Microsoft: No plans for 64-bit Silverlight 3

Once again Microsoft is going back on its push for 64-bit computing for the masses.

In an interview with ars technica Scott Guthrie, corporate vice president of Microsoft's .NET Developer Division gave the following response regarding Micrsoft's 64-bit Silverlight plans:

Right now our plan is to run SL in 32-bit mode (and not have a 64-bit native version). This is mostly because other browser plug-ins (and most browsers) don't support 64-bit yet. We are looking at adding native 64-bit support in the future though.

The lack of companies supporting the push for 64-bit computing is evident and Microsoft needs to lead the way to ensure people can swap to 64-bit browsers and use the addins they are familiar with.

Microsoft will kick off Mix 09 next month where the software company is widely expected to introduce Silverlight 3. The update will contain increased media support, including H.264 video support. The promised 3D and GPU hardware support should create a noticeable improvement in graphics.

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cork1958 said,
This time they just so happened to be damned for making such a stupid and unecessary program!!

How I love reading the posts of trolls :)

I'll humor you though, cause I feel like it... Silverlight is FAR superior to flash. Just because it came out after Flash, doesn't mean it's "stupid and unecessary". By you're argument, Flash is "stupid and unecessary" too.

So that in the future people can start to make use of a 64bit browser? It's just progression although at the same time I don't think web browsers currently will stand to gain a huge deal from a x64 transition. Still, it'd be nice to start making strides towards that direction.

MMaster23 said,
Why would you want a 64bit version of a browser plugin?
Most browsers (>99%) run in 32bit mode...

Chicken and the Egg my friend. Nobody will start using the 64-bit version of IE without plugin support. And nobody will write 64-bit plugins without users on 64-bit IE.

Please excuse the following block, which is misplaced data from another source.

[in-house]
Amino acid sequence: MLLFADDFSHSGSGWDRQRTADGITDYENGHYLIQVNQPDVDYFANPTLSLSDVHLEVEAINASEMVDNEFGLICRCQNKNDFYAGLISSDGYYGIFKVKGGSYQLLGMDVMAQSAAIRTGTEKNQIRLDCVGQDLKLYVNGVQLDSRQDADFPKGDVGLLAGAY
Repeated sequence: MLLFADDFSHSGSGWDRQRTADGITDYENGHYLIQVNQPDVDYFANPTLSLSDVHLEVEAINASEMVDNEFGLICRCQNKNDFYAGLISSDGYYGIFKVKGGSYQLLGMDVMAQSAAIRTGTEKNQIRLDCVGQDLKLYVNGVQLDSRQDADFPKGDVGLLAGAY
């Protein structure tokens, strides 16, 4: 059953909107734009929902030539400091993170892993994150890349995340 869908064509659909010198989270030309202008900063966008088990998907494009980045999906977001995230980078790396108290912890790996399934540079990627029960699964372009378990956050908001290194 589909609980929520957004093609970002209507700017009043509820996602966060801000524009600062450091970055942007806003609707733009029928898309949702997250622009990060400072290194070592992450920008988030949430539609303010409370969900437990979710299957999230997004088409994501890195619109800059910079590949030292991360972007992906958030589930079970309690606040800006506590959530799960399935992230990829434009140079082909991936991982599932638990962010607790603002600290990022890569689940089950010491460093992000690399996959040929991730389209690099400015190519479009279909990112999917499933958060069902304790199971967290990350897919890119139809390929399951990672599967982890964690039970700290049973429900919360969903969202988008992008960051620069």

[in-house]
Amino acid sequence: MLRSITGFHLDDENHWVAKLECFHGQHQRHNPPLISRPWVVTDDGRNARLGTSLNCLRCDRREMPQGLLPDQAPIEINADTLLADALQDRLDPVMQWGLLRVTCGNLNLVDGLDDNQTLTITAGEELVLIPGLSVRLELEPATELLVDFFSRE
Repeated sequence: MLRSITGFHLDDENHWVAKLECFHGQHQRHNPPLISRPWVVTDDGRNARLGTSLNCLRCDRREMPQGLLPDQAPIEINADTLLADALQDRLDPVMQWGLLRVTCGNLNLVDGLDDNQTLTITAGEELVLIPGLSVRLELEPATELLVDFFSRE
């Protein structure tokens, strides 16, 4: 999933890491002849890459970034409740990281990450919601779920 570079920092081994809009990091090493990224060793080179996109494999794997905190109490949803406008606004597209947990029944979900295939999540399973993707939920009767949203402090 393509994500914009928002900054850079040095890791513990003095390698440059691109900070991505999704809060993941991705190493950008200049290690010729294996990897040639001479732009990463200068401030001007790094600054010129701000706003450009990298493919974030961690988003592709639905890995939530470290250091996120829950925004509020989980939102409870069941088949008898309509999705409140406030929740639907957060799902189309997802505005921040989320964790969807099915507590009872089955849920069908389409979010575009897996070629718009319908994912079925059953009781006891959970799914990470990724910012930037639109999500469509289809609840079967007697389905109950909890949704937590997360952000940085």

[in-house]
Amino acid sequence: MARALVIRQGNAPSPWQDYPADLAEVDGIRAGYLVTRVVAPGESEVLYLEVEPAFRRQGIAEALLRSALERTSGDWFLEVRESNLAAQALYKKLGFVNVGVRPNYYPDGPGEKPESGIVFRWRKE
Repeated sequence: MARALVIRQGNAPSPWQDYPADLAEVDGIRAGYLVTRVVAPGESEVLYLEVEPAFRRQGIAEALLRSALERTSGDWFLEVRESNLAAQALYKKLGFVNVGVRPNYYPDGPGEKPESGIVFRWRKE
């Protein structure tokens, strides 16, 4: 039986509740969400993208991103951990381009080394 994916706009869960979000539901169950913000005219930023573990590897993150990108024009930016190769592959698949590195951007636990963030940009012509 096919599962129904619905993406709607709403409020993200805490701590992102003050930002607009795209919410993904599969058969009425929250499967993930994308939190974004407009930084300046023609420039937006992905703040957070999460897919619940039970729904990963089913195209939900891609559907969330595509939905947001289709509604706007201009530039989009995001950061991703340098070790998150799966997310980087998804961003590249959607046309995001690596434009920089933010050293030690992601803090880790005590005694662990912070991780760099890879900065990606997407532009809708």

Certainly not a first in my books. MS has missed the ball many of times. It's not that they are always late to the game, but it happens quite often none the less.

A good example would be the Windows Mobile 7 article that was mentioned today where the OS is predicted to not be due until 2010. As far as I'm aware that will be their first real shot at targeting WM to mainstream users. Current releases come off as too technical and business oriented and rely far too heavily on third parties to improve on the UI with home screens rather than something that is easy for general users.

That and they let Google really get away at the start of the decade in relation to online search.

So yeah, with that in mind I think it's fair to say they are late to the party on many occasions.

I just walked past an 02 store a few hours ago , On the window theyre was a poster for of the samsung omania a phone which has reached the 11 million mark . And it runs you guessed it windows mobile.

Hell thats not mainstream thats mainstreat , And what a nice surprise not an shiphone poster in sight ...

Not surprising considering Windows Mobiles outsold Shiphones this year....

^ nah .

there are Firefox x64 , internet explorer x64 . and i believe Apple gonna recompile safari into x86-64 for osx 10.6

plugin like Flash and sliverlight is holding us back

i believe it is a bit stupid from there side to not work for 64bit plugin

since there competition(adobe) has start working on it

RogerT said,
Adobe have a fully-functional and stable beta version of Flash 10 64-bit for Linux only.

Which is about 0.5% of the market. Unless Adobe have a 64bit version of Flash for Windows, they're still in the same boat as Microsoft.

Kushan said,
Which is about 0.5% of the market. Unless Adobe have a 64bit version of Flash for Windows, they're still in the same boat as Microsoft.

I'm simply making the point that Adobe have developed a working 64-bit Flash plugin, even if it's for another OS. The fact they bothered with Linux before Windows makes it all the more significant; they didn't have to. At the very least this makes Flash operate on more architectures than Silverlight.

Yeah the lack of 64 bit browsers is not the reason 64 bit plugins are being held back. It is the other way around. I would use FF x64 on all my machines if all the plugins worked.

I was hoping to see a 64-bit version of Silverlight long before 64-bit Flash on Windows. We've got 64-bit Java runtimes now, we just need the plugins to be 64-bit. IE 64-bit goes pretty much unused on my computer becuase of there is no 64-bit plugins yet.

Someone got to get the ball rolling...

Currently the situation is like i'm waiting for you and you waiting for me so this thing is gonna take forever.